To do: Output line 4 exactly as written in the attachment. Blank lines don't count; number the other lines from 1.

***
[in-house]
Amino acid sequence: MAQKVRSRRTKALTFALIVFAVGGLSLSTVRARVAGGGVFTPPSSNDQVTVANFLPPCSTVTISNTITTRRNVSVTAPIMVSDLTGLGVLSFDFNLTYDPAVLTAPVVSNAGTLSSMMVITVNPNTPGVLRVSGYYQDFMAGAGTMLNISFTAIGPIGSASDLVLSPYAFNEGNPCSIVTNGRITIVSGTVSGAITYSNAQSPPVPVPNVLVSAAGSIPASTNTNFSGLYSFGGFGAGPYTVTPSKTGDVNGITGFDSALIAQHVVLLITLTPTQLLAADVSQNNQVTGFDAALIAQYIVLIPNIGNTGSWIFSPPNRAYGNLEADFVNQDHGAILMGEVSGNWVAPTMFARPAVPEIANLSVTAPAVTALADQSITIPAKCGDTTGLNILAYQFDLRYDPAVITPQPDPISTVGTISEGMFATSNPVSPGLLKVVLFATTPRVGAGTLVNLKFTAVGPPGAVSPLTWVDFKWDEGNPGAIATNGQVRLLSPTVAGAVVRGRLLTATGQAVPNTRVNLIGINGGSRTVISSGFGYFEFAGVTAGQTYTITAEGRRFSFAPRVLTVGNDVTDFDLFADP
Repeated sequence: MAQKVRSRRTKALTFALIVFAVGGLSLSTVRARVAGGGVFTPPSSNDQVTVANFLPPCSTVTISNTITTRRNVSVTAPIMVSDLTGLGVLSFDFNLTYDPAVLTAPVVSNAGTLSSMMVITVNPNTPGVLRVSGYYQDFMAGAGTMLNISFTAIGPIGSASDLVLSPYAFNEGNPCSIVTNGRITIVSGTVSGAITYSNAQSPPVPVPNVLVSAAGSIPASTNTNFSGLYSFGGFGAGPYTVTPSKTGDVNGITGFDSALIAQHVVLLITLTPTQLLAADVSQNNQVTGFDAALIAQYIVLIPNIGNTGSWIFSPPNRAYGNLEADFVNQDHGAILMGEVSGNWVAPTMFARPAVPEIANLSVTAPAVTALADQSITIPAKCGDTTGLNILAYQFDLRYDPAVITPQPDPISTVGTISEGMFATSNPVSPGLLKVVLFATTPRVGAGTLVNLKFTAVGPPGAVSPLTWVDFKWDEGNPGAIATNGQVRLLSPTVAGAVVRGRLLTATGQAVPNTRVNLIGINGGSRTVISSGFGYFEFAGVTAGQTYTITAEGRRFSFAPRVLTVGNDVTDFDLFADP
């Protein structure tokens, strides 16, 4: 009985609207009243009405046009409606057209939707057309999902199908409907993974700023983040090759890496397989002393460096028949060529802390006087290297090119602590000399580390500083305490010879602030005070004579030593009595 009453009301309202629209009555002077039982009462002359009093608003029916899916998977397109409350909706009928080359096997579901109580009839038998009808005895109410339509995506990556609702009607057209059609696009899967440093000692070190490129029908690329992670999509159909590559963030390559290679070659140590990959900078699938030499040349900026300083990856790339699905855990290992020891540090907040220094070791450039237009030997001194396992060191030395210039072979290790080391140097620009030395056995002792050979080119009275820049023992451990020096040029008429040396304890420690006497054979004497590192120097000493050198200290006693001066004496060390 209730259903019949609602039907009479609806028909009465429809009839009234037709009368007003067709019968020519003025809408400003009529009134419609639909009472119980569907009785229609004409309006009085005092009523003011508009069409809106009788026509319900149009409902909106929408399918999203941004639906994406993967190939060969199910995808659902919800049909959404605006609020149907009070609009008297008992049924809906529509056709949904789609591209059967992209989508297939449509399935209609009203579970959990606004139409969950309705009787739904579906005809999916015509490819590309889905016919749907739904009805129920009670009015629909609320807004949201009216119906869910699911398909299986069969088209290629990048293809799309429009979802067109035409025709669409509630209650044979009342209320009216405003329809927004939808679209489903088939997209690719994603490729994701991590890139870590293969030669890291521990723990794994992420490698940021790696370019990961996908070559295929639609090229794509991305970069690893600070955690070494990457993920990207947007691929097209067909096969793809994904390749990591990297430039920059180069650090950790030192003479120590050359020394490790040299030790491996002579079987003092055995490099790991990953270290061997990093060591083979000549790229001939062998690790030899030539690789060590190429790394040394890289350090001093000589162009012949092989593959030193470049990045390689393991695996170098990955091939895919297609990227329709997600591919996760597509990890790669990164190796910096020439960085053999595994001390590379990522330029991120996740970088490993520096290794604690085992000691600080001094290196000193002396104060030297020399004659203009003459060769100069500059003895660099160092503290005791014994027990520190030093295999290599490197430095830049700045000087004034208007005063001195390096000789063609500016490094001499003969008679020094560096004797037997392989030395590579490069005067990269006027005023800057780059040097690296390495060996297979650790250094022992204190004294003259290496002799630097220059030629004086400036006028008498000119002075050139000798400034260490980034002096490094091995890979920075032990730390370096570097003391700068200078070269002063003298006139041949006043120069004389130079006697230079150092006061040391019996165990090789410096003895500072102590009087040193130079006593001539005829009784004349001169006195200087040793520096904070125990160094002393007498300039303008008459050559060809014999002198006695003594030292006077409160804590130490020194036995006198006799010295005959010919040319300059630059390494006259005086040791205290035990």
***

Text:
């Protein structure tokens, strides 16, 4: 009985609207009243009405046009409606057209939707057309999902199908409907993974700023983040090759890496397989002393460096028949060529802390006087290297090119602590000399580390500083305490010879602030005070004579030593009595 009453009301309202629209009555002077039982009462002359009093608003029916899916998977397109409350909706009928080359096997579901109580009839038998009808005895109410339509995506990556609702009607057209059609696009899967440093000692070190490129029908690329992670999509159909590559963030390559290679070659140590990959900078699938030499040349900026300083990856790339699905855990290992020891540090907040220094070791450039237009030997001194396992060191030395210039072979290790080391140097620009030395056995002792050979080119009275820049023992451990020096040029008429040396304890420690006497054979004497590192120097000493050198200290006693001066004496060390 209730259903019949609602039907009479609806028909009465429809009839009234037709009368007003067709019968020519003025809408400003009529009134419609639909009472119980569907009785229609004409309006009085005092009523003011508009069409809106009788026509319900149009409902909106929408399918999203941004639906994406993967190939060969199910995808659902919800049909959404605006609020149907009070609009008297008992049924809906529509056709949904789609591209059967992209989508297939449509399935209609009203579970959990606004139409969950309705009787739904579906005809999916015509490819590309889905016919749907739904009805129920009670009015629909609320807004949201009216119906869910699911398909299986069969088209290629990048293809799309429009979802067109035409025709669409509630209650044979009342209320009216405003329809927004939808679209489903088939997209690719994603490729994701991590890139870590293969030669890291521990723990794994992420490698940021790696370019990961996908070559295929639609090229794509991305970069690893600070955690070494990457993920990207947007691929097209067909096969793809994904390749990591990297430039920059180069650090950790030192003479120590050359020394490790040299030790491996002579079987003092055995490099790991990953270290061997990093060591083979000549790229001939062998690790030899030539690789060590190429790394040394890289350090001093000589162009012949092989593959030193470049990045390689393991695996170098990955091939895919297609990227329709997600591919996760597509990890790669990164190796910096020439960085053999595994001390590379990522330029991120996740970088490993520096290794604690085992000691600080001094290196000193002396104060030297020399004659203009003459060769100069500059003895660099160092503290005791014994027990520190030093295999290599490197430095830049700045000087004034208007005063001195390096000789063609500016490094001499003969008679020094560096004797037997392989030395590579490069005067990269006027005023800057780059040097690296390495060996297979650790250094022992204190004294003259290496002799630097220059030629004086400036006028008498000119002075050139000798400034260490980034002096490094091995890979920075032990730390370096570097003391700068200078070269002063003298006139041949006043120069004389130079006697230079150092006061040391019996165990090789410096003895500072102590009087040193130079006593001539005829009784004349001169006195200087040793520096904070125990160094002393007498300039303008008459050559060809014999002198006695003594030292006077409160804590130490020194036995006198006799010295005959010919040319300059630059390494006259005086040791205290035990």